Functions and Structure

During the war, the British established General Headquarters on the Western Front, at the Dardanelles, in Egypt, Mesopotamia, Africa, Salonika, Italy, and in Russia.[1] Each GHQ managed an expeditionary force, which ranged in size from several brigades in Russia to five armies in the case of the BEF. In addition to commanding the expeditionary force in a particular theater, each GHQ linked that force with the British government, reporting to the War Office in London. The only exceptions were those expeditionary forces dispatched from India to Mesopotamia and East Africa in 1914, which initially reported to the Commander-in-Chief of the Army in India. By 1916, however, these forces also reported directly to the War Office. Each GHQ also served as a link between British and Allied forces operating in a particular theater. This was particularly important in the final year of the war on the Western Front, when all British and French forces were placed under the control of French commander Ferdinand Foch (1851-1929). Structurally, each GHQ was divided into three principal branches. The General Staff branch was responsible for the collection of intelligence as well as the planning and conduct of operations. The Adjutant-General’s branch managed discipline, medical and sanitary services. The Quartermaster’s Branch was responsible for supplying the army. Also attached to GHQ were individual officers who were not part of a specific branch, such as the Officer Commanding Royal Artillery, the Engineer-in-Chief and the Deputy Judge Advocate-General.

GHQ on the Western Front

Given the duration and scale of operations in which it was involved, the largest and most complex General Headquarters was that of the British Expeditionary Force (BEF) on the Western Front. Under the command of Sir John French (1852-1925) in 1914-1915, and Sir Douglas Haig (1861-1928) from 1916 until November 1918, this organization has been examined far more extensively by historians than its counterparts in other theaters. Understanding its evolution from 1914-1918 is key to understanding the performance of the British army on the Western Front. At the outset of the war, the General Staff branch of GHQ faced significant difficulties controlling subordinate formations during mobile operations. But the stabilization of the Western Front in late 1914 brought new challenges. As the BEF began conducting offensive operations against formidable German defenses, GHQ had difficulty supplying and coordinating subordinate formations. Its failure to deploy reserve divisions to support the operations of the First Army at the Battle of Loos in September 1915 was in fact a key factor in the removal of Sir John French as commander-in-chief at the end of the year. Under Sir Douglas Haig, the performance of GHQ did not immediately improve. While Haig chose capable officers to fill key staff positions, their personal loyalty to him diminished their ability to challenge the preconceptions of the commander-in-chief. After British offensives in 1917 failed to meet expectations, two of these officers, the Chief of the General Staff, Launcelot Kiggell (1862-1954), and the Chief of Intelligence, John Charteris (1877-1946), were both removed from their positions.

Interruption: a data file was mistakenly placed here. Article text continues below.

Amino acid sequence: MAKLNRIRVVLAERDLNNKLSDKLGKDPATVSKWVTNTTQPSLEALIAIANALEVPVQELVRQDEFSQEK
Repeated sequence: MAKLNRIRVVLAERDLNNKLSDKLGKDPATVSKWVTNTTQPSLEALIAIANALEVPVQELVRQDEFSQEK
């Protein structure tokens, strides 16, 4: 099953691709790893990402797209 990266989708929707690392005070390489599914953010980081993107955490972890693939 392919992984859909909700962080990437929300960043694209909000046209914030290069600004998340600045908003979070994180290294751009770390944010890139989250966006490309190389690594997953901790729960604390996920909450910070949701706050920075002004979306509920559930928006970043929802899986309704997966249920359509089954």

As the war progressed, however, GHQ became less involved in the planning and conduct of operations, for two reasons. First, the growing size of the BEF made it increasingly difficult for Haig and his staff to control the movements of specific corps and divisions on a daily basis. Secondly, the emergence of capable army and corps commanders with extensive operational experience made the direct participation of GHQ unnecessary. In 1917 and even moreso in 1918, GHQ took on an increasingly managerial role, setting general objectives and providing resources at the request of army and corps commanders, but allowing subordinate formations to manage the conduct of day-to-day operations.

Nikolas Gardner, UAE National Defense College

Section Editor: Jennifer Wellington